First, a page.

ynard St., Ann Arbor, MichhNews Phone:' 764-0552
Editorials printed in The Michigan Daily exp ress the individual opinions of staff writers
or the editors. This must be noted in all reprints.
NIGHT EDITOR: HENRY GRIX
SUNDAY, NOVEMBER 3, 1968
On the seventh day,
Capittalist realism in Dearborn.
By BILL LAVELY
IF YOU RECOGNIZE and appreciate contemporary,
art vhen you see' it, you're going to get a real
thrill by cruising down Dearborn way for a look at
the new Presto-Whip factory.
The factory, which is in the final stages of com-
pletion, boasts 'a scale trio of aerosol cans. Remi-
niscent of Warhol's comparatively crude soup can
experiments, it is 'safe to say that this exposition
has captu'ed and refined the spirit of those early
efforts and raised it to a general principle.
Only 15 minutes /by expressway from Wonder-
land, Michigan, the three towers grace a commercial/
industrial landscape on the edge of Dearborn, and
are flanked by a New York Central overpass and a
Daley Burger Drive-In.
THE SUREST MARK of the work's acceptance
in the community, and perhaps at the same time a
measure of the aesthetic acumen of the blase locals
is the total indifference shown the work by thous-
ands- of passing motorists. In this situation, the
avant-garde is way behind.
A spokesman for the company appeared from the
factory as I pondered the three towers. He was
anxious to 'explain some of the finer points of the
In the first place, he told me, this revolutionary.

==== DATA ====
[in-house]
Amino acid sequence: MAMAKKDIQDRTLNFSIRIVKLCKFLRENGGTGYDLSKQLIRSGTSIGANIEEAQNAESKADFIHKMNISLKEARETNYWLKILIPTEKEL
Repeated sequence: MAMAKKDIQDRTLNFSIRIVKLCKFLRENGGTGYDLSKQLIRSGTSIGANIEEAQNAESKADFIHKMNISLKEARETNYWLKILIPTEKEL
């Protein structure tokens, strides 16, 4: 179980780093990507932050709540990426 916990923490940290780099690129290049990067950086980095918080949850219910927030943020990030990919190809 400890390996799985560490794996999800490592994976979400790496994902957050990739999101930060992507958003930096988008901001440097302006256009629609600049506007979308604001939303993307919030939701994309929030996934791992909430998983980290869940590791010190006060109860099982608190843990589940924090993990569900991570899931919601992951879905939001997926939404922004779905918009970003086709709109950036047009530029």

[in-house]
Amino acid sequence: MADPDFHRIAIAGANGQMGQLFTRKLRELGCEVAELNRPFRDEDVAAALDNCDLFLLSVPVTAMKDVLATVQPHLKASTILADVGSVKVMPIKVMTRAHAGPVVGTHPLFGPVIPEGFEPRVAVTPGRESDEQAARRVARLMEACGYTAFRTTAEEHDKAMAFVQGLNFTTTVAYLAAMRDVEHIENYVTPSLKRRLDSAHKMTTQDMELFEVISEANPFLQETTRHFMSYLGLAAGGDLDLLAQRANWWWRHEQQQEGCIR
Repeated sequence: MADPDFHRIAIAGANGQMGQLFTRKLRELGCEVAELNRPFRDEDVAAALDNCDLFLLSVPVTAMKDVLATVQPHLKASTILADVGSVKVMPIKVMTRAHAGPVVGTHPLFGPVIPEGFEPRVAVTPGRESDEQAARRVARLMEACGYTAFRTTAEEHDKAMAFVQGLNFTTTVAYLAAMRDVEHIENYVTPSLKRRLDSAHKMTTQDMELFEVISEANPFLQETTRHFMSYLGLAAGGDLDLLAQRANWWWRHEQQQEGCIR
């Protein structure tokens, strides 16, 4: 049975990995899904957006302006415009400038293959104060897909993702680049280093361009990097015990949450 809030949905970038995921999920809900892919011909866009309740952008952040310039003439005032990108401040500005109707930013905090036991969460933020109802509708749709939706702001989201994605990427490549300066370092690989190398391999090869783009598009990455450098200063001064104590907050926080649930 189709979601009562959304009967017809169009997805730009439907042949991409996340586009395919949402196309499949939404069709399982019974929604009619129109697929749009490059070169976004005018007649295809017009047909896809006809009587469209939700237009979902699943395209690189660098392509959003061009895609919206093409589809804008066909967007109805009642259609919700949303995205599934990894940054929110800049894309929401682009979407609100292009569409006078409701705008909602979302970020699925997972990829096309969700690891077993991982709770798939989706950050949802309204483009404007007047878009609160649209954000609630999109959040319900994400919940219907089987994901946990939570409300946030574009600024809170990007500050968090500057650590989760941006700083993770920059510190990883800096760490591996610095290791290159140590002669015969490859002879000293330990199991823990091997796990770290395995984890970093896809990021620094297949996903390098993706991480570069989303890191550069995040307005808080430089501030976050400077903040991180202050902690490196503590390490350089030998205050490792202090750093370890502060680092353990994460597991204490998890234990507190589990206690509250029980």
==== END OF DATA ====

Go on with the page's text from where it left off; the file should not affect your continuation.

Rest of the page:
construction is entirely functional. In fact, he said
solemnly, each can contains 8,100 gallons of liquid
Eight thousand one hundred gallons of corn
syrup. Knowing full well that beauty is the promise
of function, I required no further justification for
the existence of this cloitre de canettes.
WHILE STANDING at the foot of the three
friendly giants, I was led subtly, symbolically to
consider the beneficent implications of our advanced
This utilitarian approach to art must be Ameri-
can industry's answer to the rigid soviet'doctrine of
practical art. The three-can set obviously embodies
the basic elements of "capitalist realism."
The Presto-Whip representative turned my atten-
tion from the highlight of the site to the factory
ALTHOUGH NO' SO striking as the cans, the
design of the building incorporates many innovative
features worthy of note.
For example, the factory facade, including the
three dimensional foot-deep lettering that stretches
the length of the building, is made entirely of
"Come back tomorrow," the spokesman urged.
"We're going to cover it with glitter."
OUR CANDIDATE pounds on h
and promises us four years c
fortune and good will.
If humanity remembers anyth
the phenomena of electoral po
will not be the canned speeche
vacuous promises. It will probabl
McLuhanesque flowering of pos
buttons and bumper stickers. In a
throw-away beer cans, self-destro
tomobiles and fish-wrapping new
bumper stickers have unheralde
ity. They won't go away.
That the paraphernalia shoulc
the promises is not so absurd. Co
outlive their contents. Books outl
WHAT IS disillusioning is the1
sumption that campaign